ReplyDelete
  5. Wow! I love your version of baklava 'cos honestly, it was such a pain to work with the sheets:-(
    BTW, Susan-thank you so much for the mention; it was not even necessary.
    Figs filled with nuts and honey sounds great.You ARE a genius to come up with something like that:-)

    ReplyDelete
  6. This version of baklava ,with figs sounds as a treat for me.I must try this.

    ReplyDelete
  7. I am a fan of the baklava in the international grocery store on 41st and 9th ave.
    A question for you Susan which is not related to the post - Have you cooked amarnath grain ? It is currently sold at the whole foods store. I just boiled it in water just like oats or quinoa. Did a google search but no luck, thought you may have crossed paths.
    Thank You.
    Anrosh
    My email is sayhieverymorningatgmail.com

    ReplyDelete
  8. Susan, this is such a great idea for a flourless baklava! If I ever find such big dried figs here, this is on my list of treats to savour!

    ReplyDelete
  9. Susan, your version looks far better than all the baklava I see around here!

    ReplyDelete
  10. What a gorgeous recipe. Looks absolutely delicious!

    ReplyDelete
  11. Love it! Very creative and looks wonderful!

    ReplyDelete
  12. oooohhhh That looks delicious and man you look pretty:)

    ReplyDelete
  13. Susan, lovie - "The Book of Middle Eastern Food" is an every day favorite. There is always something new to cook from it, whether it be pilafs, roasted game with spices, stews and tagines with currants, or sweet, syrupy desserts. I love your twist of baklava, for my love for figs, fresh or dried, is unwavering. I love the dimensionality of the syrup, with each step a new incarnation, the ultimate version of the syrup, with rose water, sounds dreamy...You just can't go wrong with cinnamon, honey, butter, and floral waters. A lovely and inspirational post...I wonder which cookery book I'd pick as my favorite today...

    ReplyDelete
  14. Thanks, Cooking Ninja. They are moist, tender and succulent. I’d love to share across the miles. They remind me something of Favols Pruneaux D’agen, a French specialty fruit confection you might be familiar with.
    --
    Christina – I'm glad I'm not the only one; you fully understand where I’m coming from. Thanks. We are drawn to certain things for a variety of reasons. I don’t have much regrets as to the cookbooks I have chosen to live with for the rest of my days, save a few clunkers which have hit the recyling bin. On some level they are all favorites.
    --
    Rosa – I DO love the butter-laden layers of phyllo, yet it’s the honeyed nuts and syrup that truly make the dessert.
    --
    Nora, this is a quick sweet to pull together. No fumbling with the phyllo dough, as much as I love it. Roden’s book is a classic that’s been available a long time in paperback. It’s worth it, I think, to welcome it into your kitchen library; it gives a nice cross section of all the sweet and savory goodies of the Middle East.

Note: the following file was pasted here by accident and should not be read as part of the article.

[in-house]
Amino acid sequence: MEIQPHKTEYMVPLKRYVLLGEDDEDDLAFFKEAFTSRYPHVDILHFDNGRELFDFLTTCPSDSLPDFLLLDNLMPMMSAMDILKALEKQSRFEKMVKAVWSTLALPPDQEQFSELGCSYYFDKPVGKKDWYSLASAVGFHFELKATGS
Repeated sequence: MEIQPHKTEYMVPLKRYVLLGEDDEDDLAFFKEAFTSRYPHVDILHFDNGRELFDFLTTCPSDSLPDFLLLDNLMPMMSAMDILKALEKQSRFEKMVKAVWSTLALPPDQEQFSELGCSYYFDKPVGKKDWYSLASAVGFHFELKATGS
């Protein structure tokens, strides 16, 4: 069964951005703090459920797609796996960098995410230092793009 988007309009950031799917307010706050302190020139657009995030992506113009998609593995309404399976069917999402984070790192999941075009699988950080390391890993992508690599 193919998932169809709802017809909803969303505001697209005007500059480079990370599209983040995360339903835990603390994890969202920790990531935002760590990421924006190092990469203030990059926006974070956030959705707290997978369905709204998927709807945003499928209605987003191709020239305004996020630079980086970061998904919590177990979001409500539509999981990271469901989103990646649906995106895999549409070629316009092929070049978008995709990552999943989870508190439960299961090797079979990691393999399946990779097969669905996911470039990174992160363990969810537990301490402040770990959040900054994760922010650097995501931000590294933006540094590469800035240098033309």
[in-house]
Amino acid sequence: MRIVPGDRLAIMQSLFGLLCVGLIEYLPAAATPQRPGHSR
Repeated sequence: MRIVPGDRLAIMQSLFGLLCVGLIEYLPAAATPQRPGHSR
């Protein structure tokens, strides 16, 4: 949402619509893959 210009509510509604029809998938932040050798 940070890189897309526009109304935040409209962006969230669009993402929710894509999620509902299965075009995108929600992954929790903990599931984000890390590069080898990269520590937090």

--
    Hi, TBC! Thanks. Yes, phyllo can be painful – so dry and delicate, like parchment. But, of course, I had to mention your post. Didn’t I tell you I had a weakness for baklava? ; ) It’s only right and fair to credit your blog for planting the seed. Genius? Thank you, but necessity really is the mother of invention. : )
    --
    Hi, Sylvia. Thanks. Dried figs are fairly easy to find. I hope you try it.
    --
    Anrosh – The next time I’m on the west side in midtown, I’ll stop in that grocer. I’ve sent you an email regarding your amaranth question and will follow up with another. Good to see you.
    --
    Thanks, Sra. The dried figs don’t have to be giants, just fairly round in diameter even if they are flattened before reconstituting. The narrow, tear-dropped shaped ones (Black Mission, as we know them in U.S.) are difficult to fill.
    --
    Jyothsna, you are very kind. Thanks. Surely you must have your pick of the best baklava in the UAE?
    --
    Thanks, Truffle. They are an easy treat. Good to see you.
    --
    Hi, Maryann. Thanks. They were difficult models; I had to take more shots than usual. All that tempting glisten…
    --
    Sharmi, you dear. Thanks for every kudos. : )
    --
    Hi, Shaun. Thanks, always. Oh, I know how long and well fond you are of Roden’s books. Roden says rosewater is used in Egypt, but not standard in other countries.

    It IS hard to pick a favorite cookbook. Let the day lead you.

    ReplyDelete
  15. hey susan the phyllo free baklava , sound very innovative n creative, looks awesome , i love figs , this is a very unusal way to relish them , thanks for sharing

    ReplyDelete
  16. Really nice and appetizing. I love dried figs.

    ReplyDelete
  17. Oh, ok! We get dried figs on strings here - I imagine they would be about 1 inch in diameter, would that do, they will expand on cooking, right?
    Let me know and I know what dessert will be for the next meal I host!

    ReplyDelete
  18. Your description of the dazzling baklava, did it. Now my tummy is growling and I sincerely hope no one hears it

    ReplyDelete
  19. What a delightful post. I am more of a creature of habit with my cooking lately than an adventurer. My cookbooks are collecting dust. I find so many wonderful recipes on everyones blogs to keep me going for years!

    ReplyDelete
  20. susan, this is one of the most brilliant creations i have seen with my fav fruit. guilt-free to boot. thank you.

    ReplyDelete